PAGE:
You don’t have to go down the alcoholic route either, as fruit cake tastes fantastic with a glass of raspberry cordial or a warm cup of cinnamon apple cider as it helps bring out the flavors of the fruit peel. It’s not recommended today because your guests won’t know anything about it, but just like with traditional Christmas puddings a silver sixpence was hidden inside a large Sunday fruitcake!
Pexels Credit: Unsplash
While you may think coffee and walnut cake would go perfectly with a dark espresso, milky cafe au lait or velvety mocha the very opposite is true. Too much coffee flavor will make everything too intense, instead, save your coffee maker for iced cupcakes because all that extra sugar definitely needs taming. A cappuccino or latte is perfect and helps balance the sweet/bitter tones while a comforting cup of coffee warms you right down to you to your toes. Be aware that this isn’t a case of one coffee fits all, pay attention the beans you’re using and if in any doubt visit a bespoke coffee shop where they still grind them by hand. Alternatively speak to a trained barista about which hot beverages would suit a red velvet cupcake!
Naturally, we don’t expect you to grind your own by hand, unless you want to, and there are plenty of coffee makers on the market which can do it in minutes. Want to compare models? Just search coffee maker with grinder reviews online, and you’ll be inundated with various specs, including bean count, settings options and how to clean a coffee machine with built-in grinder because it’s a little harder than it looks.
Light As A Feather
When serving gateaux, or choux pastry items like iced buns or an eclair you should consider the courses that have come beforehand. If the dinner was large, full of stodgy foods like potatoes, vegetables, meat, rice or pasta, then it’s best to serve a lighter dessert to avoid any indigestion. On the other hand, lighter meals like salads, soups, and white fish should be followed by a slightly weightier pudding. For example, a selection of patisserie, cakes, mille-feuille, or sweet canapés is better after a lasagne, while a strawberry gateaux, chocolate mousse or a mini pineapple cake would be most welcome after a sea bass tossed in salsa verde.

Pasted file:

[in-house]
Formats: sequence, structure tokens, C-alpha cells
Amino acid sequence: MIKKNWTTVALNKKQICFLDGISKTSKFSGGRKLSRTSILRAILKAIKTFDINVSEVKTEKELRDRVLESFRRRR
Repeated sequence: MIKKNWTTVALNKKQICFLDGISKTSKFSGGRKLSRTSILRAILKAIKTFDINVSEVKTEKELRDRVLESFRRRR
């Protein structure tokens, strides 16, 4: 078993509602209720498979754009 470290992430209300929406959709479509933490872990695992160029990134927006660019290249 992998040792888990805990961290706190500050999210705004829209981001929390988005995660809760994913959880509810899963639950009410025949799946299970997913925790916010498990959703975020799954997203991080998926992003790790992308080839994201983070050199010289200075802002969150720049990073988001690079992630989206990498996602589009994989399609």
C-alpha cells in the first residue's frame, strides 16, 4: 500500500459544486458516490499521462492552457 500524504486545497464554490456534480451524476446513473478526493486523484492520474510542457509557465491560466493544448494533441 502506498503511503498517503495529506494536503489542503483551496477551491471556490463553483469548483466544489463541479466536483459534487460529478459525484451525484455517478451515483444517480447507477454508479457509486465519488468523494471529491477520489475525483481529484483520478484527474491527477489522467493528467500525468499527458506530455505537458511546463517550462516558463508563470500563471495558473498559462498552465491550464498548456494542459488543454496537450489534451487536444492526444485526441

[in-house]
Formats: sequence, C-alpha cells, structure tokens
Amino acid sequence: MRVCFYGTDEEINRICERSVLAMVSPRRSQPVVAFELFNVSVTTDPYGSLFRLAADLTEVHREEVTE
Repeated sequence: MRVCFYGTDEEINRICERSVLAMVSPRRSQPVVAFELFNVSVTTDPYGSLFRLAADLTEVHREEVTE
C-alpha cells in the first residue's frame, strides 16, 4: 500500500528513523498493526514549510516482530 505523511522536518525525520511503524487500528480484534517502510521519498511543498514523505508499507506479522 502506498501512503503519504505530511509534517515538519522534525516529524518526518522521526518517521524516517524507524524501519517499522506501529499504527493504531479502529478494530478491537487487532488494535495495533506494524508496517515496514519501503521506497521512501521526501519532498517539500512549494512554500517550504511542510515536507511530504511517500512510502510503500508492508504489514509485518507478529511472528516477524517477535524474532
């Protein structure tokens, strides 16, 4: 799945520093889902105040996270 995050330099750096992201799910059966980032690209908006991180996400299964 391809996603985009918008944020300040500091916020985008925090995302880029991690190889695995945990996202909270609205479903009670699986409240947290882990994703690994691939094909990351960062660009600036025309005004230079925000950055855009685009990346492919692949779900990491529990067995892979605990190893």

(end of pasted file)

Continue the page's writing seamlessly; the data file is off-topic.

Pastries tend to be paired with sweet dry champagnes, or bubbly proseccos and anything containing berries is great for sparkling wine or even a light pale ale. Don’t worry if guests don’t drink as an acceptable substitute would be a fizzy cordial, ice cream soda, or a cold glass of pop. Be careful when serving cream, mascarpone or ice cream alongside lighter desserts, and it’s best to stick to fruit liquors of the same flavor, dismissing heavier wines such as a Merlot in favor of a relaxed rosè.
So what do you think of all the cake? As always I love to hear your thoughts.
Thanks for stopping by.
*This is a collaborative post